Tag Archives: Cuenta-Propistas

CUBA IMPOSES MORE TAXES AND CONTROLS ON PRIVATE SECTOR AND INCREASES CENSORSHIP ON THE ARTS

BY NORA GÁMEZ TORRES

Miami Herald, July 10, 2018 07:01 PM

The Cuban government announced that it will start issuing licenses to open new businesses — frozen since August 2017 — but established greater controls through measures intended to prevent tax evasion, limit wealth and give state institutions direct control over the ‘self-employment’ sector

Original Article: TAXES, CONTROLS, CENSORSHIP

The Cuban government issued new measures on Monday to limit the accumulation of wealth by Cubans who own private businesses on the island. The provisions stipulate that Cubans may own only one private enterprise, and impose higher taxes and restrictions on a spectrum of self-employment endeavors, including the arts.

The government announced that it will start issuing licenses to open new businesses — frozen since last August — but established greater controls through a package of measures intended to prevent tax evasion, limit wealth and give state institutions direct control over the so-called cuentapropismo or self-employment sector.

The measures will not be immediately implemented. There is a 150-day waiting period to “effectively implement” the new regulations, the official Granma newspaper reported.

Cubans who run private restaurants known as paladares, for example, will not be able to rent a room in their home to tourists since no citizen can have more than one license for self-employment.

“There are workers who have a cafeteria and at the same time have a manicure or car wash license. … That is not possible. In practice, he is an owner who has many businesses, and that is not the essence and the spirit of the TCP [self-employment], which consists of workers exercising their daily activities,” Marta Elena Feitó Cabrera, vice minister for labor and social security, told the official Cubadebate site.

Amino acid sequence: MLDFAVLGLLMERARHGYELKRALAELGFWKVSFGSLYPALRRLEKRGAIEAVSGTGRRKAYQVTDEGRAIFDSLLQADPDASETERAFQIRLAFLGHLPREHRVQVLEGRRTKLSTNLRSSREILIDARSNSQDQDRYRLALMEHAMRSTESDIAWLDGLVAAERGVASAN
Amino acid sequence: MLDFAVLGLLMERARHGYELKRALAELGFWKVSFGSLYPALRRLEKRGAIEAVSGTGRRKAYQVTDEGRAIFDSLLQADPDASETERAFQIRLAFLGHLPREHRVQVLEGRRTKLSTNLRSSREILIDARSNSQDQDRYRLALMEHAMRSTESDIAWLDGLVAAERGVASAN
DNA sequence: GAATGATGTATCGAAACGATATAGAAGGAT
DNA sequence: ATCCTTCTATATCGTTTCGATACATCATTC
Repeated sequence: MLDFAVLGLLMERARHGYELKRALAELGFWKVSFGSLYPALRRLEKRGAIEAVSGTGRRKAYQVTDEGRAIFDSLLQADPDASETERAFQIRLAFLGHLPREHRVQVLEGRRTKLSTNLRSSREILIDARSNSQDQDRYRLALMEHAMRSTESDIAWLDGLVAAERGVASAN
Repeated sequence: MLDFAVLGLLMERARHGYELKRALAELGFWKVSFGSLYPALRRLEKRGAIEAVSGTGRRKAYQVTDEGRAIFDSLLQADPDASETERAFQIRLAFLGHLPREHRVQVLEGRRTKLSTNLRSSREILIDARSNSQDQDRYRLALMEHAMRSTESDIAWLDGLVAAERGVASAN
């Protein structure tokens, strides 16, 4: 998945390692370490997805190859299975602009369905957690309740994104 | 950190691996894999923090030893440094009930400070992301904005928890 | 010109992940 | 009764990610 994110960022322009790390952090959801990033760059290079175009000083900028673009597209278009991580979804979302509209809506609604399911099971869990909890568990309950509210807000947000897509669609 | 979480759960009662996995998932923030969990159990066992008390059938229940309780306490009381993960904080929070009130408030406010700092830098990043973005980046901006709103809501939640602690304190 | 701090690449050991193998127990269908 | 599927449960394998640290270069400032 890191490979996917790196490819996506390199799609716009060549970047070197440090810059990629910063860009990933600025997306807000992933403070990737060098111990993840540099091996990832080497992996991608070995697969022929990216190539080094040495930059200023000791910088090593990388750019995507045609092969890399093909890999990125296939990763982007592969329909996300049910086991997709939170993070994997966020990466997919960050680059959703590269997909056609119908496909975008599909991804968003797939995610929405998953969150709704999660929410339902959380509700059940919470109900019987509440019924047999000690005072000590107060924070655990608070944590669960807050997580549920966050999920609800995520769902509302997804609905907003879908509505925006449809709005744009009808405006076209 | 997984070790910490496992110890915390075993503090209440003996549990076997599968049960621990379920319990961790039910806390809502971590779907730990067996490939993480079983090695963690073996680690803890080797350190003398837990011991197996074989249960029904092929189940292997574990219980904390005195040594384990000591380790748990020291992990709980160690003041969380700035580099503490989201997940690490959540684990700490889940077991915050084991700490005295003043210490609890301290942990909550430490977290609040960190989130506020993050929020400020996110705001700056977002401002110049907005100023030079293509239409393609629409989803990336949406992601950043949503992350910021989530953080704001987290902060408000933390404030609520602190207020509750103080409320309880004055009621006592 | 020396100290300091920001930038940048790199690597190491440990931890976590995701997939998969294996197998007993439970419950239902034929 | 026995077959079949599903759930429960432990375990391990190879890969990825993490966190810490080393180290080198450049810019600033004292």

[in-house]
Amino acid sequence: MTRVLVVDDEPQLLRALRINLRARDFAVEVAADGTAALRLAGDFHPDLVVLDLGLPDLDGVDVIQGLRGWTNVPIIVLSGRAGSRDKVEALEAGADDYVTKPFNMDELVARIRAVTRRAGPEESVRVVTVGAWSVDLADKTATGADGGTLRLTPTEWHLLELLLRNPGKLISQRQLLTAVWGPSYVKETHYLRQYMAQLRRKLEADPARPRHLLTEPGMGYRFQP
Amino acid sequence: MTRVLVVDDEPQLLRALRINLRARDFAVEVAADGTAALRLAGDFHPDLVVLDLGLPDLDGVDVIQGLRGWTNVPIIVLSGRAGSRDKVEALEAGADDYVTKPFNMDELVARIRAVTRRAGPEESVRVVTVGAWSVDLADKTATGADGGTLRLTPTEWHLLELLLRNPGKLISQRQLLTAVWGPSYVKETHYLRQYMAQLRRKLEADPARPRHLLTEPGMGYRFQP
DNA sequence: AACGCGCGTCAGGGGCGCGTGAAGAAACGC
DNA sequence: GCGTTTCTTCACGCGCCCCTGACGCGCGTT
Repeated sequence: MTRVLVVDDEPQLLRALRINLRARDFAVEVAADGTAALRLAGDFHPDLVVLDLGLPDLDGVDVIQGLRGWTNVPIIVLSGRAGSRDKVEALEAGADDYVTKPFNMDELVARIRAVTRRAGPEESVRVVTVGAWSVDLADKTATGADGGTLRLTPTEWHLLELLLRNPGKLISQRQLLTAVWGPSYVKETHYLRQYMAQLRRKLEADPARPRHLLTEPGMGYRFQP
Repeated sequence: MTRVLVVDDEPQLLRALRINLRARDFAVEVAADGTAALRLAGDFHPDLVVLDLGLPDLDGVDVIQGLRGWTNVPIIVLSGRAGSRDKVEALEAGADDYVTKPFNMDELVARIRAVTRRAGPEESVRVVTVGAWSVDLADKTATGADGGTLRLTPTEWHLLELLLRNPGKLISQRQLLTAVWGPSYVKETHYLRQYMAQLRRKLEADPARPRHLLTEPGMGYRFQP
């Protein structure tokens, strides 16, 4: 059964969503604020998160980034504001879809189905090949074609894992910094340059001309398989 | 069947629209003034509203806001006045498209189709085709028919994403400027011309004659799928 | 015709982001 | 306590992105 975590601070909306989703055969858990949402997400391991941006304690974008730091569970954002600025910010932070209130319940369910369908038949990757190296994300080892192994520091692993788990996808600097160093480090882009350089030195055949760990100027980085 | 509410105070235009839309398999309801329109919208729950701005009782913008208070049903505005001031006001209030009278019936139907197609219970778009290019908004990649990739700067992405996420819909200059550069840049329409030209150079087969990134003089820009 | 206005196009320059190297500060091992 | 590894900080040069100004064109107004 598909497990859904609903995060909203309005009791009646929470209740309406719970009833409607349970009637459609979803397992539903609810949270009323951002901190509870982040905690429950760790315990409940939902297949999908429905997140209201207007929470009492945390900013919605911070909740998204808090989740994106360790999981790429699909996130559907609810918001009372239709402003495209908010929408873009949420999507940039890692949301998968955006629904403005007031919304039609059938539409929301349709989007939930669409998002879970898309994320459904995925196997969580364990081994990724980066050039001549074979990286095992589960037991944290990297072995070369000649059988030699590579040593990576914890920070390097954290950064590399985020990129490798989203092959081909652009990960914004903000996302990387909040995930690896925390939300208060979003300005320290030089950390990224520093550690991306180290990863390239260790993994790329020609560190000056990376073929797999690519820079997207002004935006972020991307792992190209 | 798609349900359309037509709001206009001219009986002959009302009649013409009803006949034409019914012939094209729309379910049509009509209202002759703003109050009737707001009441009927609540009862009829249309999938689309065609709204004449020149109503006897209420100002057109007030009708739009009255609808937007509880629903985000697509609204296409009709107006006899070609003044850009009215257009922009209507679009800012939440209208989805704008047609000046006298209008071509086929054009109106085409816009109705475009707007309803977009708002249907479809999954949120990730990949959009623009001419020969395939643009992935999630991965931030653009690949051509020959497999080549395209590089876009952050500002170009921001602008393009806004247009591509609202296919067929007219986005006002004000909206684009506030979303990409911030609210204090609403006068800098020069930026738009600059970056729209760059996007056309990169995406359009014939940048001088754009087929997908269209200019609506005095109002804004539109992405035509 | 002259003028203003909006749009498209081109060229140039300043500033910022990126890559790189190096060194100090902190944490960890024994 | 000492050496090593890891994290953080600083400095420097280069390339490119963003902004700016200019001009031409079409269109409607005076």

About 9,000 people, half in Havana, are affected by the measure, said the official.

In addition, all private sector workers must open an account in a state bank to carry out all their business operations. And the boteros, those who work as private taxi drivers, must present receipts to justify all their deductible expenses. Other measures curb the hiring of workers in the private sector, which currently employs 591,456 people, or 13 percent of the country’s workforce.

The government also stated it would eliminate the tax exemption for businesses that have up to five employees and would instead impose a sliding scale that increases with each worker hired. It also ordered an increase in the required minimum monthly taxes of businesses in various categories.

Government officials quoted by Granma said that the measures will increase tax collection and reduce fraud. But economists have warned that more taxes on hiring employees could dramatically hamper the development of the private sector at a critical moment. A monetary reform — which could bankrupt nearly half of the state companies, potentially leaving thousands unemployed — is expected to happen soon.
The new measures also maintain a halt on new licenses for things such as “seller vendor of soap” and “wholesaler of agricultural products,” among others.

One significant provision states that those who rent their homes to tourists and nationals may also rent to Cuban or foreign companies but “only for the purpose of lodging.” That would presumably prevent renters from subletting units.

The “rearrangement” of self-employment, as the new measures were framed in the official media, reduces licenses by lumping together various elements of one industry while limiting another. For example, while there would be only one license for all beauty services, permits for “gastronomic service in restaurants, gastronomic service in a cafeteria, and bar service and recreation” were separated — meaning that one can own a restaurant but not also a bar.

To increase controls, each authorized activity will be under the supervision of a state ministry, in addition to the municipal and provincial government entities, which can intervene to set prices. The level of control reaches such extremes that the Official Gazette published a table with classifications on the quality of public restrooms and the leasing rates that would have to be paid by “public bathroom attendants,” one of the authorized self-employment categories. Some public bathrooms are leased by the state to individuals who then are responsible for upkeep and make their money by charging users a fee.